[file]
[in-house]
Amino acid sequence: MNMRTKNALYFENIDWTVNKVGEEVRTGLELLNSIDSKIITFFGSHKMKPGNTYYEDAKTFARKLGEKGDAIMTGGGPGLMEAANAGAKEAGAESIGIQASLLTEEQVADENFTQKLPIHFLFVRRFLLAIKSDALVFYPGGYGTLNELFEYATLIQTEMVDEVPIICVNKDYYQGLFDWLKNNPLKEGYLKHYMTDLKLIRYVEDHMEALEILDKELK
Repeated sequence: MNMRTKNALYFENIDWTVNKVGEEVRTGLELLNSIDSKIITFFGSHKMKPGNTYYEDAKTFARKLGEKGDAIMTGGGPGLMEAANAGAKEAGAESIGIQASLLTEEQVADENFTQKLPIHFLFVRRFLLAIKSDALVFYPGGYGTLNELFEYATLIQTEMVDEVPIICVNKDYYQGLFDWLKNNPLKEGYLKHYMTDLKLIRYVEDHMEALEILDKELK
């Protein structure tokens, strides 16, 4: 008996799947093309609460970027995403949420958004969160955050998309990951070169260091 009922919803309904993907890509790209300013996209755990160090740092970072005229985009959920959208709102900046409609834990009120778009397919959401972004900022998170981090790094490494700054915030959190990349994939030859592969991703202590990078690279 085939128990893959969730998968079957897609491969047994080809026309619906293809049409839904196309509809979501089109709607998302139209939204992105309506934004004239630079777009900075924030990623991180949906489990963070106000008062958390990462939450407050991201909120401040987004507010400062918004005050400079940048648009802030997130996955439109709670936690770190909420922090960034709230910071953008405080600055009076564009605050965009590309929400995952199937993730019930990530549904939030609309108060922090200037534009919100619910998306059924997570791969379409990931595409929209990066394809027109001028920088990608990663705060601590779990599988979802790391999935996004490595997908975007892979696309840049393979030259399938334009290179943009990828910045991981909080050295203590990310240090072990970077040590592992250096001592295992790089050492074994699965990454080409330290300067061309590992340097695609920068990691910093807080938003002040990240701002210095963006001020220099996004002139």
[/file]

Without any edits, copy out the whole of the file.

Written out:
[in-house]
Amino acid sequence: MNMRTKNALYFENIDWTVNKVGEEVRTGLELLNSIDSKIITFFGSHKMKPGNTYYEDAKTFARKLGEKGDAIMTGGGPGLMEAANAGAKEAGAESIGIQASLLTEEQVADENFTQKLPIHFLFVRRFLLAIKSDALVFYPGGYGTLNELFEYATLIQTEMVDEVPIICVNKDYYQGLFDWLKNNPLKEGYLKHYMTDLKLIRYVEDHMEALEILDKELK
Repeated sequence: MNMRTKNALYFENIDWTVNKVGEEVRTGLELLNSIDSKIITFFGSHKMKPGNTYYEDAKTFARKLGEKGDAIMTGGGPGLMEAANAGAKEAGAESIGIQASLLTEEQVADENFTQKLPIHFLFVRRFLLAIKSDALVFYPGGYGTLNELFEYATLIQTEMVDEVPIICVNKDYYQGLFDWLKNNPLKEGYLKHYMTDLKLIRYVEDHMEALEILDKELK
């Protein structure tokens, strides 16, 4: 008996799947093309609460970027995403949420958004969160955050998309990951070169260091 009922919803309904993907890509790209300013996209755990160090740092970072005229985009959920959208709102900046409609834990009120778009397919959401972004900022998170981090790094490494700054915030959190990349994939030859592969991703202590990078690279 085939128990893959969730998968079957897609491969047994080809026309619906293809049409839904196309509809979501089109709607998302139209939204992105309506934004004239630079777009900075924030990623991180949906489990963070106000008062958390990462939450407050991201909120401040987004507010400062918004005050400079940048648009802030997130996955439109709670936690770190909420922090960034709230910071953008405080600055009076564009605050965009590309929400995952199937993730019930990530549904939030609309108060922090200037534009919100619910998306059924997570791969379409990931595409929209990066394809027109001028920088990608990663705060601590779990599988979802790391999935996004490595997908975007892979696309840049393979030259399938334009290179943009990828910045991981909080050295203590990310240090072990970077040590592992250096001592295992790089050492074994699965990454080409330290300067061309590992340097695609920068990691910093807080938003002040990240701002210095963006001020220099996004002139």